It can be really hard finding gluten-free desserts while travelling. But that’s not the case in Korčula.
One of the most famous Korčulan traditional producers of sweets, Cukarin, located very close to the centre of the Korčula town, is known for their dedication for keeping with the tradition and making sweets the traditional way. Luckily for those suffering from celiac disease, or just wanting to avoid gluten for whatever other reason, the traditional way in Korčula doesn’t always include flour, or any other sources of gluten.
If you’re not into chocolate, your best gluten-free bet in Cukarin is Amareta, a secret-recipe globe of pure joy, made with almonds, often speculated to have been sweetened with honey and dried figs (only the owner knows if that’s the truth!), flavoured with orange zest and lemon flavour, it does not contain any flour and it’s very safe for anyone who needs to avoid gluten. It’s also one of the most popular sweets in the store, so don’t avoid it even if you otherwise enjoy some flour, you won’t miss it here – it’s just perfect without it!
If you enjoy chocolate, the only piece of chocolaty goodness in Cukarin can also safely be consumed by those who avoid gluten: The Marko Polo Bombica (little bomb), a creative, modern interpretation of a traditional dessert. It’s rich, creamy inside, covered first in walnuts and then in a thick layer of excellent chocolate. Obviously, it’s not for those who are calorie-conscious, as it does contain the richest of the rich ingredients, but it’s 100% gluten free. And maybe you can eat just a half of it and leave the other half for tomorrow. If you have the will power of a Navy Seal trainee, maybe you’ll be able to eat just the one half.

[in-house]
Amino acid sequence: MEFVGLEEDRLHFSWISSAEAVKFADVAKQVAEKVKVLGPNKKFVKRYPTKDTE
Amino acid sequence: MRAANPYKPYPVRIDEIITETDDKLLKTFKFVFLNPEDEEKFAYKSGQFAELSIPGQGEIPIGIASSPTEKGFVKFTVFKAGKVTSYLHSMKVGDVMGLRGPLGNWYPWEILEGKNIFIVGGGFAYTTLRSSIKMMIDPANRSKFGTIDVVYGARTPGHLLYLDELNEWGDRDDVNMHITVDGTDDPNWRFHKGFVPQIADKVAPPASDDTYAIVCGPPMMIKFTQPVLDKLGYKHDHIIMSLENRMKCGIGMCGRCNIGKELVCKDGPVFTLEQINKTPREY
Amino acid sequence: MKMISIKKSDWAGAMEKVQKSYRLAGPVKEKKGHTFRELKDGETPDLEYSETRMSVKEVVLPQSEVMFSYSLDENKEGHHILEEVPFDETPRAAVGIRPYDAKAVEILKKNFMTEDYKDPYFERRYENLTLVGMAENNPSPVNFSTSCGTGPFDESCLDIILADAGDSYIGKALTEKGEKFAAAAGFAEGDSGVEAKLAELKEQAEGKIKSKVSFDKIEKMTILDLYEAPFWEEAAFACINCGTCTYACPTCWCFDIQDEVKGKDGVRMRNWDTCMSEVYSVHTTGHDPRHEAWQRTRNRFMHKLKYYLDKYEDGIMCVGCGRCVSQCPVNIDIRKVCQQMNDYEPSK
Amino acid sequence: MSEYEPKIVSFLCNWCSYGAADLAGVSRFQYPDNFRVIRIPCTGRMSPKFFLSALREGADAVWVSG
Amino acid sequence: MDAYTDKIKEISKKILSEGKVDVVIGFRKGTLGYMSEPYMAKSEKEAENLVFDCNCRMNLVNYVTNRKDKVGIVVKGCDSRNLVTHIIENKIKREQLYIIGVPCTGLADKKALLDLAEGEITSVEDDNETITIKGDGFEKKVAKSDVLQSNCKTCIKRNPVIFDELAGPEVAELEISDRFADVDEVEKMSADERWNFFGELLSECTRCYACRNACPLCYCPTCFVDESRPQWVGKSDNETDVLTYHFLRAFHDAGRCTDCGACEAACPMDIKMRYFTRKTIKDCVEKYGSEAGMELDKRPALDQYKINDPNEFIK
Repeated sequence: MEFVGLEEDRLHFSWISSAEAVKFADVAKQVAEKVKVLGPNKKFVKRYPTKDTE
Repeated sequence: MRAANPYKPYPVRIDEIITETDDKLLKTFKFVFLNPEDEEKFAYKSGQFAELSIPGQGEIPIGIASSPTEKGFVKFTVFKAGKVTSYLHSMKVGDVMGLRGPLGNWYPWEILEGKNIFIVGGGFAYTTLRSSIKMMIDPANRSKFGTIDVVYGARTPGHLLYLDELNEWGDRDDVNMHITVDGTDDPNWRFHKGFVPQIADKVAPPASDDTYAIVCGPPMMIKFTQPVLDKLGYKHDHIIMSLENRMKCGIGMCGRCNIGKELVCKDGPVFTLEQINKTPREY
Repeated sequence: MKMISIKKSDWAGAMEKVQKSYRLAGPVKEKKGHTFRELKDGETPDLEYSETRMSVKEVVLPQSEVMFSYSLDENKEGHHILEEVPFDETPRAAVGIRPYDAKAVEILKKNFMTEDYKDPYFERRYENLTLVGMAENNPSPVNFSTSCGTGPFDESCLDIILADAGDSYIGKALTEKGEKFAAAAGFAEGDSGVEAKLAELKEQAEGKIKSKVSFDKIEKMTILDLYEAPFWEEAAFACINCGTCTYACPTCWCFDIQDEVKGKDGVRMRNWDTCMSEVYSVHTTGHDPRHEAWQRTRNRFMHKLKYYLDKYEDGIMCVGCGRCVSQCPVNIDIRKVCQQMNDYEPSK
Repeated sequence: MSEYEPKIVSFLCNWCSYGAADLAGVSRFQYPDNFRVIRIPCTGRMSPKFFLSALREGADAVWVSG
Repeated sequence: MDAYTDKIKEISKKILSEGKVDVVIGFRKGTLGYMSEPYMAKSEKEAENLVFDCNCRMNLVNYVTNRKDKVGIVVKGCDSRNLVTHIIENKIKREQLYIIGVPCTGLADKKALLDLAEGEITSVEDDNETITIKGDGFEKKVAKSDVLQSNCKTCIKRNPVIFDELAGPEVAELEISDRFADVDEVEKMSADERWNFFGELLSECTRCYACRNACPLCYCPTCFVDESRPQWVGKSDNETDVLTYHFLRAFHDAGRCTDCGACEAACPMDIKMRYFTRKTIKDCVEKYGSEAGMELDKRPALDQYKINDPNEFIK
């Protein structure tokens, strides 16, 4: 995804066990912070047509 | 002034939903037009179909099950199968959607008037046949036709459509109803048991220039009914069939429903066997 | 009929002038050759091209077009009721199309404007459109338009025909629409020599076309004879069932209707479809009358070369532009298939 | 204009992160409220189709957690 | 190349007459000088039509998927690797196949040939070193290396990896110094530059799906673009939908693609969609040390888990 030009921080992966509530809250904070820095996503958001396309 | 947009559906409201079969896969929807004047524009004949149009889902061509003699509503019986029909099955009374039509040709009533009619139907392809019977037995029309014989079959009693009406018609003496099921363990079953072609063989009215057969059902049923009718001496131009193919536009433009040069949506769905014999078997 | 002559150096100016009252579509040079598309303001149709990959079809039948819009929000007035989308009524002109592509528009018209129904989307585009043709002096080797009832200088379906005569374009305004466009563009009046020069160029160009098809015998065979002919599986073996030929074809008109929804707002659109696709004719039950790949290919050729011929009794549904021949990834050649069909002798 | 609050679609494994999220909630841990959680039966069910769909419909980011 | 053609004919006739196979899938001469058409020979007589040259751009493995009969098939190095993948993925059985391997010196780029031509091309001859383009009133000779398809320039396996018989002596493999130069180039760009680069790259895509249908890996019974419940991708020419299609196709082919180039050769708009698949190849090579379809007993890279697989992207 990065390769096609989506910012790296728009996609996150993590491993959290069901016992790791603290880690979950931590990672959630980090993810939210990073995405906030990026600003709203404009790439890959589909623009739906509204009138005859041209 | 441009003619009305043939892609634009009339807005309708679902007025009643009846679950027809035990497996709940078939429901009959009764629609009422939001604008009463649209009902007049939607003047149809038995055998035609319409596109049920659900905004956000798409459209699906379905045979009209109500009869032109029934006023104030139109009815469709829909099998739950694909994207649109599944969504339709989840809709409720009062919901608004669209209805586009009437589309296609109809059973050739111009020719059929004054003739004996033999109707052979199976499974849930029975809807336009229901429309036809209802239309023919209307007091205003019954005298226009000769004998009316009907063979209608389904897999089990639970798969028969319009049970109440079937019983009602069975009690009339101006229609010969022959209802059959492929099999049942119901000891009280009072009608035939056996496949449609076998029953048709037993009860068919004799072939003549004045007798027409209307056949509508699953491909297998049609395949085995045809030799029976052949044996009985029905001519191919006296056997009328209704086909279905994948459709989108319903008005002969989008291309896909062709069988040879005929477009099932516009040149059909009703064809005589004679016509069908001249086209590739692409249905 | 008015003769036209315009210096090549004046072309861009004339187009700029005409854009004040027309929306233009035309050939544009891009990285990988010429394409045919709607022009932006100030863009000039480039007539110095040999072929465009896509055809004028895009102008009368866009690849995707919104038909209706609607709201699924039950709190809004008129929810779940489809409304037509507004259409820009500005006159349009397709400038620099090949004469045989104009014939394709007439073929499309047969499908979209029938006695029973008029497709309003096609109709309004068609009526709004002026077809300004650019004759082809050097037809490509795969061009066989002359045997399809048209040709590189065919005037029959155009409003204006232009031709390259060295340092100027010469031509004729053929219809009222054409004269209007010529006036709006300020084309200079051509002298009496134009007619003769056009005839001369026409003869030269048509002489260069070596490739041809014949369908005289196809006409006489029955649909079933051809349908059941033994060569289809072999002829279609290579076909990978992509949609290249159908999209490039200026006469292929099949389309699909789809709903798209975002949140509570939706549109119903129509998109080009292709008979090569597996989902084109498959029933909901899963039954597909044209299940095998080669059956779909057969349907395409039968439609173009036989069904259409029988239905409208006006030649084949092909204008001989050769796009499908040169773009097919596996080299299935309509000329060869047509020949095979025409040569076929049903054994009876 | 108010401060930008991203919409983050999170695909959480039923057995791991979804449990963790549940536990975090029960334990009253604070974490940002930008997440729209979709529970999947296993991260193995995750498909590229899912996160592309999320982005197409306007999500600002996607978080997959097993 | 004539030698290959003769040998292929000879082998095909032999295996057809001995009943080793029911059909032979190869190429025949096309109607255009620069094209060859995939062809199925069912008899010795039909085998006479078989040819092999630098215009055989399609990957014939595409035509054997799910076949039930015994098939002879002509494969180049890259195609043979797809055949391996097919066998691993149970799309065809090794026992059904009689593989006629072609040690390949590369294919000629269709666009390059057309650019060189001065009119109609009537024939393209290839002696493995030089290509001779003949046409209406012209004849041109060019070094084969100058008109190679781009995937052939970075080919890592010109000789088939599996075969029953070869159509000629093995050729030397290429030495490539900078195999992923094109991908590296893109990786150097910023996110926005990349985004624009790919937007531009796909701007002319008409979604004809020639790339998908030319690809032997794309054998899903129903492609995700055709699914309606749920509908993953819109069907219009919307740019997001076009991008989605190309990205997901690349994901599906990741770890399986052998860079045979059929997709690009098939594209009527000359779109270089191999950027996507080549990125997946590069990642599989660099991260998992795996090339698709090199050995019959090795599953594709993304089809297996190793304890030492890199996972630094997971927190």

In addition to those sweets, you can find other, smaller desserts, almost like dessert-finger-food in Cukarin, that you also shouldn’t miss. In the photo below, you can see (starting from the top, and then going clock-wise):
– arancini (that’s what orange succade is called in Croatian, not to be confused with other food that has the same name in English)
– dried fig dessert
– quince pebbles – traditional sweet made in these parts of the world with quince, in Croatian called kotonjata or “kitenkez” – obviously horiffic translation of the German term Quitten-Käse
– roasted almonds – those can be found in two variants, dark like this or in a “white” version.
So, if you’re celiac or gluten-intolerant for any other reason, there’s no need to avoid the sweet, sweet wonders of Cukarin in Korčula!